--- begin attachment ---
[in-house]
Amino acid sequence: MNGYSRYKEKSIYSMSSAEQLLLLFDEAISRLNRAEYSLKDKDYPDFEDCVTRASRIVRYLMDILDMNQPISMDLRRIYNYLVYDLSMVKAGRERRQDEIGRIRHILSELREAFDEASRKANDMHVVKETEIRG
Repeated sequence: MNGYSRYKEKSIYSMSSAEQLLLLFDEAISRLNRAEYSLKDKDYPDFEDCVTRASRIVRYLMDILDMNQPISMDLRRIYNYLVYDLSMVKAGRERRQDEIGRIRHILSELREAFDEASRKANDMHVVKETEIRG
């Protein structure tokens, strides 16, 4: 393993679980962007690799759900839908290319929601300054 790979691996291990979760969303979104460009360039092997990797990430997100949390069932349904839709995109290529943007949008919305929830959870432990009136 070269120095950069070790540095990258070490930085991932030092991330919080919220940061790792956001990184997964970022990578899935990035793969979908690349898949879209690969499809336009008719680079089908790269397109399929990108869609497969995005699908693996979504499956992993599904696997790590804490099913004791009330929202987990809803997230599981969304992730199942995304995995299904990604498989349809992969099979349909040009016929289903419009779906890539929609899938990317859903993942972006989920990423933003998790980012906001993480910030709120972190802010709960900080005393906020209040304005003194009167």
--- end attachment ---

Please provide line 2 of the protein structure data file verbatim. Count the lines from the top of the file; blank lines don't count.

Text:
Amino acid sequence: MNGYSRYKEKSIYSMSSAEQLLLLFDEAISRLNRAEYSLKDKDYPDFEDCVTRASRIVRYLMDILDMNQPISMDLRRIYNYLVYDLSMVKAGRERRQDEIGRIRHILSELREAFDEASRKANDMHVVKETEIRG